Charlotte de Witte has taken the No.1 spot in this year’s Alternative Top 100 DJs 2020, powered by Beatport. In a landmark moment for the whole electronic music scene, the Belgian techno DJ is the first female artist to win a DJ Mag Top 100 DJs poll since Smokin’ Jo took the title back in 1992, when the poll was still conducted entirely by DJ Mag’s in-house staff rather than by public vote.
The Belgian techno star shot up from the No.7 spot to dethrone Carl Cox, who has claimed the No.1 title every year since the poll launched in 2018.
Charlotte de Witte said: “In what has probably been the most alienating year for all of us, I felt that there was, more than ever, the need to stay connected and united through music. Without clubs and festivals around, I would deeply like to thank everyone who enabled me to do so by watching the livestreams and supporting the new releases. There’s great power in music left still, and we will be together again. Stronger than ever.”
DJ Mag’s Alternative Top 100 DJs, powered by Beatport is an annual ranking of the world’s biggest house and techno artists. The poll is formulated by combining vote data from the Top 100 DJs poll, cross-referenced with Beatport sales data and a genre-filter to create a ranking to celebrate the contribution of house and techno DJs.
Charlotte de Witte also climbed a huge 42 spots to No.34 in the original Top 100 DJs poll this year, having debuted at No.76 in 2019. Her swift ascent has landed her the titles of Highest Climber and Highest Techno DJ in this year’s poll.
It’s certainly an impressive feat to achieve so quickly — one reminiscent of EDM acts like Martin Garrix, who shot to the top of the main poll in just a few years himself. It’s a moment that’s indicative of techno’s rise to becoming the global powerhouse it is today.
De Witte sees the link between EDM and techno herself. She points to festivals like Tomorrowland giving techno DJs — herself included — more mainstage slots, opening EDM audiences up to the sound. Meanwhile, European techno events like Awakenings and Timewarp have grown exponentially. “The platform has just become much bigger,” she says. “It’s out of the sweaty nightclubs and onto the festival stages — massive festival stages with massive productions. I think those factors help a genre grow a lot.”
That’s not to take away from de Witte’s own efforts, however. Over the past five years, she’s built herself up through regular releases and relentless touring. She launched her own KNTXT club-night, which ran at Brussels institution Fuse, and this January celebrated its fifth anniversary at Kompass club in her hometown of Ghent.
Last year, KNTXT became a label and so far has put out seven releases, including a joint drop between de Witte and veteran DJ Chris Liebing, EPs from Monoloc and Alignment, and two by de Witte this year: the stripped-back ‘Return To Nowhere‘ EP in June and four-track thumper ‘Rave On Time‘ in September. She also dropped an EP via Len Faki‘s revered Figure label back in February, two remixes (‘Rave‘ and ‘Trance‘ versions) of Jerome Isma-Ae’s ‘Hold That Sucker Down‘ on Armada in April, and has another top-secret remix ready to drop soon; plus a surprise on her label KNTXT.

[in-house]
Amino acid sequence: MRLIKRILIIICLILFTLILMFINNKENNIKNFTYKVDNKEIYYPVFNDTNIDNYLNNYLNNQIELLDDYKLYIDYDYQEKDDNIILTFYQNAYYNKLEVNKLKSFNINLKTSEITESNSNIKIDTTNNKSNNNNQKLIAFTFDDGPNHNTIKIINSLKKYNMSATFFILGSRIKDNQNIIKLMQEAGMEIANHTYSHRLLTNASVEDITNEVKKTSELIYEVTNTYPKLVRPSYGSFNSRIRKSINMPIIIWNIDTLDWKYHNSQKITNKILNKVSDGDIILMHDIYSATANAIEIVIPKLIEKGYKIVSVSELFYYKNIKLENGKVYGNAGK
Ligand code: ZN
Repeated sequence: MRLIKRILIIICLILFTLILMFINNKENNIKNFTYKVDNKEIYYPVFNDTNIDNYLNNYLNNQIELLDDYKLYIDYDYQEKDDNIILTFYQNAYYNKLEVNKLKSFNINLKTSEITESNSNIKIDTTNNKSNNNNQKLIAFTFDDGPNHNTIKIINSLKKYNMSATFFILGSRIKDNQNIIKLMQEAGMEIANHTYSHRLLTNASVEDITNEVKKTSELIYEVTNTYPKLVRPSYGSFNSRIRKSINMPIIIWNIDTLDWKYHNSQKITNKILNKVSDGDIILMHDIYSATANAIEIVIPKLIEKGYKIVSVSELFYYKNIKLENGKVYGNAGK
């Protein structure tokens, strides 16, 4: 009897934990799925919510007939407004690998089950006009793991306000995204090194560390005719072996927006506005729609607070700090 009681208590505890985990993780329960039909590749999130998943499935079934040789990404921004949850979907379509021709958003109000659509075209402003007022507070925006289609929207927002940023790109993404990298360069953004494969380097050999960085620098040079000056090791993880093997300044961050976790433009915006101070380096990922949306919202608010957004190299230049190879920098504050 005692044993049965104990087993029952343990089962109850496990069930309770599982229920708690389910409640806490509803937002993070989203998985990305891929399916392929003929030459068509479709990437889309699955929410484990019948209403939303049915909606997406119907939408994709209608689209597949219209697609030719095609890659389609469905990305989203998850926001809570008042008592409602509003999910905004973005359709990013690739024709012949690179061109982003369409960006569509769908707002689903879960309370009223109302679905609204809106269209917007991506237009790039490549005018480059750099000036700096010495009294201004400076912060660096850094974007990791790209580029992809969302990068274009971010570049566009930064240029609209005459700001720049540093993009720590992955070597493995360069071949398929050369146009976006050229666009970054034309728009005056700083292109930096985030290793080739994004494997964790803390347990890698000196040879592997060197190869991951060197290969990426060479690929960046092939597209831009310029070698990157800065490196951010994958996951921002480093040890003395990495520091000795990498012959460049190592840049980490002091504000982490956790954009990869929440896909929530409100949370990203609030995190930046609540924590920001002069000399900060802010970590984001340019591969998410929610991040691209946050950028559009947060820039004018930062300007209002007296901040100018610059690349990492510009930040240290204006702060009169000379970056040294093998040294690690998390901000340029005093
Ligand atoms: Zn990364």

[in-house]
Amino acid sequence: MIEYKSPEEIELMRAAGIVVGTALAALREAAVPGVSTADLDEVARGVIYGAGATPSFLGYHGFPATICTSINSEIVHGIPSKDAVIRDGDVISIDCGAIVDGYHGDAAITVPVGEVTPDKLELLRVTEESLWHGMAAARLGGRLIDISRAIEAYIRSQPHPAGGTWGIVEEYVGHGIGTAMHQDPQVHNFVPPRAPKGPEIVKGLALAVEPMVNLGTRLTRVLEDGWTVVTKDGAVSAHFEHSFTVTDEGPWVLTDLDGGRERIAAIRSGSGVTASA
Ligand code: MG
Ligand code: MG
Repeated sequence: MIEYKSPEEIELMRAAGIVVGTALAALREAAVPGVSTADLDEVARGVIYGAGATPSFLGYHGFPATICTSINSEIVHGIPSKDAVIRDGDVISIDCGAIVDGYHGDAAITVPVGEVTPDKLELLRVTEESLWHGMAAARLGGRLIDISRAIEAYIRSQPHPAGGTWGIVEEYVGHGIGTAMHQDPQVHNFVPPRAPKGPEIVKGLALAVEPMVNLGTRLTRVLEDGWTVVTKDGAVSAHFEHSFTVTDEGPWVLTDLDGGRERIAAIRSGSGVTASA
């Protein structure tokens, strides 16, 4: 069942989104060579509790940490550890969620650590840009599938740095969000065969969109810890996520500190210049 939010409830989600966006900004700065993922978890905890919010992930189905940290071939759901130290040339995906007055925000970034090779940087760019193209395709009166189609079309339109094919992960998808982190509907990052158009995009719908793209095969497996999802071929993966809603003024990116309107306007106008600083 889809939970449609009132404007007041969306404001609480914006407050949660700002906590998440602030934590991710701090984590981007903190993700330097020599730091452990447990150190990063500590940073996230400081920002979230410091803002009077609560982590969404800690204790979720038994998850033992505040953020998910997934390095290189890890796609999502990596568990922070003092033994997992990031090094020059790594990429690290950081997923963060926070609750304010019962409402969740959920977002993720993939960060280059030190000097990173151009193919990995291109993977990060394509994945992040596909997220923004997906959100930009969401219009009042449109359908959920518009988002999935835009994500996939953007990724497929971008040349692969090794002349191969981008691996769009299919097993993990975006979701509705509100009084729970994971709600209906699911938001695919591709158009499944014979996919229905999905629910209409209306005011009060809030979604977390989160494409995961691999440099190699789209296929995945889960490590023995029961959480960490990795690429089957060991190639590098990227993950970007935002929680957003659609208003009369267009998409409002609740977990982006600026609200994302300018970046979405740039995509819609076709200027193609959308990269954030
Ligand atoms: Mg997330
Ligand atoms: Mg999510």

While much of that music was produced at the tail end of 2019, de Witte has been using the extra time during lockdown to get back in the studio too. “I have some ideas for future [techno] EPs, but also besides that I’m leaning a bit more towards other electronic music, like more ambient or just something more experimental,” she says, “because we cannot go clubbing [so] I don’t fully experience this techno vibe anymore … It’s a nice experimental phase.”
De Witte has also been taking the time to reset. She explains how, though it had made her “super happy” at first, during her last tour before lockdown she realised the constant travelling and lack of sleep was getting “too heavy”. When lockdown hit, she took the opportunity to change her lifestyle. “I went on a detox, meaning not drinking alcoholic drinks,” she says. “A lot of home cooking — I’m a foodie, I love cooking — so just eating healthy, having a normal sleep cycle, going to bed at 11, waking up at 7 or 8 without an alarm, working out a bit, just trying to be really, really healthy.”
The switch to being stuck at home was still a bit of a shock to the system though, and she’s thankful for having loved ones around her: “I think without them it would have turned out differently for me, I think it would have been really rough. I would have just fallen into a deep hole of confusion, which I was luckily able to avoid because of that.”
De Witte also jumped into live streaming early in the crisis, playing from an empty Kompass club way back in March. She later launched her own stream series titled New Form, which saw her play from the rooftop of her apartment and the battlements of Gravensteen castle in Ghent. “That’s like a really big thing to cross off my list, because as a kid I used to go there all the time,” she says of the latter. “In January, I got made an honorary Citizen of Ghent, my hometown, so I think because of that connection I was able to live stream from this beautiful medieval castle.” She went on to stream from another castle — Mogren Fortress in Montenegro — in September.
For now, she finds hope where she can. With her Alternative Top 100 DJs win, de Witte is at least heading into 2021 on a relative high. “I hope going into spring 2021, times will change,” she tells DJ Mag. “And if they do, I’m sure that it will be crazy, people will be so happy.”
Charlotte de Witte featured on the DJ Mag cover in 2017. At the end of that interview, DJ Mag posed a question: Would it be established techno titans or the new wave who shape the future of techno? In 2020, it seems the public has answered firmly for the latter.
Check out the full Alternative Top 100 DJs results at the link.